SCRANTON -- Last month, Hurricane Harvey made landfall in Texas as a Category 4 storm. It was the first major hurricane to make landfall in the United States since Hurricane Wilma in 2005; it ended a record 12-year era.
Just two weeks later, we will likely see another major hurricane make landfall in the U.S. for the second time this 2017 Atlantic Hurricane season.
"Gas is crazy. People are waiting in line for gas for half an hour, 45 minutes. Some of the gas stations are sky rocketing the prices up. It's crazy. A lot of the gas stations right near the school are running out of gas because so many students are trying to get it for their cars," Christina Phillips of Dunmore said.
Phillips has been back at school for her sophomore year at Florida Gulf Coast University in the Fort Myers area for less than a month. She says she almost had her dorm room exactly the way she wanted it. Now, she's taking it all back down.
"We had to pack just about everything from our rooms and put it in our bathrooms because they're really nervous about the windows," Phillips said.
Florida Gulf Coast canceled classes for Thursday and Friday and is evacuating campus. Phillips will drive up to stay with family in the Florida Panhandle.
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"My aunt said get up to her it'll be safest, and then if we have to move farther north we'll do that. But she would just rather me be with her now," Phillips said. She plans to make the 9-hour drive, not counting traffic, as soon as possible.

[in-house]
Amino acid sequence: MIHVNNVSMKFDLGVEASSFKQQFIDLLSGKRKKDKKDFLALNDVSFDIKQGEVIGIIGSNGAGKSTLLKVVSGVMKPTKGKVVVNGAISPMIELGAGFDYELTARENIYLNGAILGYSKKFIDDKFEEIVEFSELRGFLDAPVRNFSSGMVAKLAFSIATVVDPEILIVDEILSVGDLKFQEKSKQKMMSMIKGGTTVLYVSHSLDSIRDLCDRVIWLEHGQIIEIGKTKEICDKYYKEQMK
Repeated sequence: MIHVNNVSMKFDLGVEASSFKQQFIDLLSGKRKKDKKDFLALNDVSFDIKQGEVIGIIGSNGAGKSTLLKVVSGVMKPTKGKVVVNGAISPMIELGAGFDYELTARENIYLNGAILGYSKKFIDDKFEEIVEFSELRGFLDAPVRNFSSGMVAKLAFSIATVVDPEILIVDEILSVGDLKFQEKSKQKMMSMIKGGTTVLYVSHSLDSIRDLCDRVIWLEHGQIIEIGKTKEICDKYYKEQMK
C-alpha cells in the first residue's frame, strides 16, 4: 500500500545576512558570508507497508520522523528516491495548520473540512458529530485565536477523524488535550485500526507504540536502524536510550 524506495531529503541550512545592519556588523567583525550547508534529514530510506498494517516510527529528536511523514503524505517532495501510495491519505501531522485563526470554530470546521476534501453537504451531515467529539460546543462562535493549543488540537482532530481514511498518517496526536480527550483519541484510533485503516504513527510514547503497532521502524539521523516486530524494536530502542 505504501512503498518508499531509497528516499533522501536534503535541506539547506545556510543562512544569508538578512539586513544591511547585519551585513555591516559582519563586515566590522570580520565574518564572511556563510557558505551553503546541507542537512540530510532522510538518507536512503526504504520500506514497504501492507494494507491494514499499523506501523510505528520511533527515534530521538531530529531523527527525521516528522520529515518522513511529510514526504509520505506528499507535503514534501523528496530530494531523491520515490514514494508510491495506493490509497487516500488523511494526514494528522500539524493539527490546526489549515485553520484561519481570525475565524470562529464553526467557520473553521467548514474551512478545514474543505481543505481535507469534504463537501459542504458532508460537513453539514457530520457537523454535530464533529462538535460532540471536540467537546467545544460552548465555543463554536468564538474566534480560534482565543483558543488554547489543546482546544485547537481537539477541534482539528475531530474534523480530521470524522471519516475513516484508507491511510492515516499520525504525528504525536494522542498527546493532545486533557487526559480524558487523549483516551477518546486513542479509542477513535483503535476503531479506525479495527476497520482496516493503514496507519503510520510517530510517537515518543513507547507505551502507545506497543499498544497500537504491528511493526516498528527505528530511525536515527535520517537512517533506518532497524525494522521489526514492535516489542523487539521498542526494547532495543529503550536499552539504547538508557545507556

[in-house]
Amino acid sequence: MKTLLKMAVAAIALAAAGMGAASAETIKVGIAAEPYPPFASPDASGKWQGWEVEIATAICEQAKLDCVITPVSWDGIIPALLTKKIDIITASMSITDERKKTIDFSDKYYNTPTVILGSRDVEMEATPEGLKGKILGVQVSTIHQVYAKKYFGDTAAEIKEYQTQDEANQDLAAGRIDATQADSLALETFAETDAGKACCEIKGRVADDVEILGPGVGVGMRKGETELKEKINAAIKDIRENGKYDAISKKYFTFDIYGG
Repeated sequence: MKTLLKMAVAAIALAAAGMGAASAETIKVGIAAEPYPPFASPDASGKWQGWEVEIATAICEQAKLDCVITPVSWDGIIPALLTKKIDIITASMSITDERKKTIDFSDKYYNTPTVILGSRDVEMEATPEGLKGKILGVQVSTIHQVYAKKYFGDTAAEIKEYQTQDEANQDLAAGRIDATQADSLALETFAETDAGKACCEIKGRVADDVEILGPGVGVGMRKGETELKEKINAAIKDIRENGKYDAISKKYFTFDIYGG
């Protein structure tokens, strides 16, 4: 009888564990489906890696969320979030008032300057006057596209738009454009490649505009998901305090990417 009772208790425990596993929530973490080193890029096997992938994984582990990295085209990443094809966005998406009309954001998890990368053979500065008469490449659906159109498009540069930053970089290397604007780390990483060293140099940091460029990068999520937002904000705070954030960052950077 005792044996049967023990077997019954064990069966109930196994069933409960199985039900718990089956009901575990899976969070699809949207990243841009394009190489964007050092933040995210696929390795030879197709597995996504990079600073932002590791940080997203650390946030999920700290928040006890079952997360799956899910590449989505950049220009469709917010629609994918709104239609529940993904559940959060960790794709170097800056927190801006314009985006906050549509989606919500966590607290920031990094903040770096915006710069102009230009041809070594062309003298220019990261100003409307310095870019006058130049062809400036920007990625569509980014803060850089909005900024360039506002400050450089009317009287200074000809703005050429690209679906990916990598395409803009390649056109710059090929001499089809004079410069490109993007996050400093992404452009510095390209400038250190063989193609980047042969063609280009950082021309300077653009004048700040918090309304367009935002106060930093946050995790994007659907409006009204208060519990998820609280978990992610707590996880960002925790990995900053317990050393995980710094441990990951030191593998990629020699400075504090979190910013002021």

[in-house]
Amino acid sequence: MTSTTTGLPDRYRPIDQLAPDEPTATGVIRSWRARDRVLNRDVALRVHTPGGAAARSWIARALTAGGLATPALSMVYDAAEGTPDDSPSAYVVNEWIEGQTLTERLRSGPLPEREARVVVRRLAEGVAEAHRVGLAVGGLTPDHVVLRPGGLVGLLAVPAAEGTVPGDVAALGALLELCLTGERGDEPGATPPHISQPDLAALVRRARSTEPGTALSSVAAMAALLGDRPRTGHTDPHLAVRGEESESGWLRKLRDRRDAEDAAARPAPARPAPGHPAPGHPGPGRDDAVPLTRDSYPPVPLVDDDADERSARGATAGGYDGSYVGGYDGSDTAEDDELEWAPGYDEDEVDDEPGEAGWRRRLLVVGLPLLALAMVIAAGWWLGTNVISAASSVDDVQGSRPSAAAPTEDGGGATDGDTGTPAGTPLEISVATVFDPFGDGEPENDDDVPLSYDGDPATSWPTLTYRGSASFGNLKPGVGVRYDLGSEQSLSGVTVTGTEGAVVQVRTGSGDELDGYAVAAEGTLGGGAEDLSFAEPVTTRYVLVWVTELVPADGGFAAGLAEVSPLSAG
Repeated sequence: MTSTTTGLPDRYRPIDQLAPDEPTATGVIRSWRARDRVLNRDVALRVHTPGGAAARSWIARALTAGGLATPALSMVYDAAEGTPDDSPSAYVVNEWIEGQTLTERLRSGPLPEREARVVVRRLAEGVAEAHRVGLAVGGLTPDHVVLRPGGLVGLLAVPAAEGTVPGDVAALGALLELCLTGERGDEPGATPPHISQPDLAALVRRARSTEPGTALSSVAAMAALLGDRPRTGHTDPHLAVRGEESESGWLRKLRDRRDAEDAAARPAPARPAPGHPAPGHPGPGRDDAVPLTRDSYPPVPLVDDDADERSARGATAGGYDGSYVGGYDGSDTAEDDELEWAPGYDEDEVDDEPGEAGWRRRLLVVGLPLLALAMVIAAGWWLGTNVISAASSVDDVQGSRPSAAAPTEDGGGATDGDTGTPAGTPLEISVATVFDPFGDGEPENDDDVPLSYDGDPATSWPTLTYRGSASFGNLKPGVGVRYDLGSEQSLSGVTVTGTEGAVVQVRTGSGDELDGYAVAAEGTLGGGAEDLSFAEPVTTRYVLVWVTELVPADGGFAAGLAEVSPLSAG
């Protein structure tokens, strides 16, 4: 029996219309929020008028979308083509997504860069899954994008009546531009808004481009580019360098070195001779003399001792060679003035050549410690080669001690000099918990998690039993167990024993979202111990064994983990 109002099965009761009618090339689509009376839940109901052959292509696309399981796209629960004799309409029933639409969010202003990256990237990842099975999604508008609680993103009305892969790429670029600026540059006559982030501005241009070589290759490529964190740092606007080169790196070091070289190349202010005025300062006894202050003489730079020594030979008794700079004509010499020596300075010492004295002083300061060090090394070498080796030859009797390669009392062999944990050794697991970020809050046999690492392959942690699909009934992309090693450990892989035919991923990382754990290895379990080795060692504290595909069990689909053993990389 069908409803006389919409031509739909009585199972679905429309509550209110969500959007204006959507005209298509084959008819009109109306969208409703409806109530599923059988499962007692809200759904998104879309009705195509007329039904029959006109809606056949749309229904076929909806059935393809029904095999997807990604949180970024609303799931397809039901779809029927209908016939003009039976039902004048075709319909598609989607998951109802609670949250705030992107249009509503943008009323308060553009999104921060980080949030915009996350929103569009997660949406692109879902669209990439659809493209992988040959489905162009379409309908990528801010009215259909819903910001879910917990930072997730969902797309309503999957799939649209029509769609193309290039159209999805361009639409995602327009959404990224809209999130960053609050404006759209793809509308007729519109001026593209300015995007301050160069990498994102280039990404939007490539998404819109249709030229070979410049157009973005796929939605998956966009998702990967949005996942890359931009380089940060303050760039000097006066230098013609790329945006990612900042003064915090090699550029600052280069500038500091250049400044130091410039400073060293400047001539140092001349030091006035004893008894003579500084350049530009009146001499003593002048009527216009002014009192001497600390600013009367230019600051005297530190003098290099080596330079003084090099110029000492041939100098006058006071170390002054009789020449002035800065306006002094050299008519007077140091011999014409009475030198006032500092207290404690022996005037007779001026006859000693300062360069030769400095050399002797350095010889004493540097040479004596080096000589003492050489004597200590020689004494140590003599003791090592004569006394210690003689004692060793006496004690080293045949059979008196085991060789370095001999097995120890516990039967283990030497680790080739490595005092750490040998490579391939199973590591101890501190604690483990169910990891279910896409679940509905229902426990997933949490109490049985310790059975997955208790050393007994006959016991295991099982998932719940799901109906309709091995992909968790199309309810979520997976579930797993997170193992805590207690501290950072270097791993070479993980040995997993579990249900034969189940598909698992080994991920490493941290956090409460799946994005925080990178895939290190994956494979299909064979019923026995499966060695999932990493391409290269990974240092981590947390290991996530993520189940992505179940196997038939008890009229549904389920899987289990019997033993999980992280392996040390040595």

Roberta Jadick from Scranton is keeping a close eye on Hurricane Irma for more than one reason.
"Now I'm a wreck, I'm concerned about my family that is there. I'm concerned about friends, I'm concerned about my own property," Jadick said.
Jadick's daughter and son-in-law live in Sarasota, Florida. They bought their house last year, and she says this is the first time they will be going through something as big as this.
"I'm not sure that Sarasota is prepared for this. They ran out of sand for the sandbags today," said Jadick. There have been other hurricanes that have gone by in the Gulf and have brought lots of rain and wind, but this is their first experience with what may be a catastrophe," she continued.
Jadick's daughter went to college in Sarasota, and she, herself, fell in love with the area too.
"We went down on a parents weekend and found this lovely condo unit and decided that maybe we would like to retire here some day, it's a beautiful area," she said.
Jadick has been keeping in constant communication with her daughter. She says they will make the decision as soon as possible whether or not they are going to evacuate.
"They're boarding up their windows. They went last night and got their plywood. They have gas in their car. They have cash in their pocket," Jadick said.
She says because supplies are limited, neighbors won't be able to board up their houses.
"I have good insurance. I have hurricane insurance. If something happens, we'll get it replaced. The loss of life is the biggest concern," Jadick said.
While those who live in Florida have to make the decision to stay or go, so do people who are vacationing there.
"Very stressful. The last couple days we've been a little stressed out but I think we're handling it pretty well," John Madden from TravelWorld said.
Employees from the travel agency in Scranton have been helping their clients get flights home if they want or need it. Madden says this is why when traveling to Florida or the Caribbean during peak hurricane season, it's a good idea to have some help.
"When things like this happen, which thank God it doesn't happen too often with the storms, we recommend booking through a travel agency," he explained.
Hurricane season is from June 1 to November 30, but peak season in the North Atlantic is late-August through September.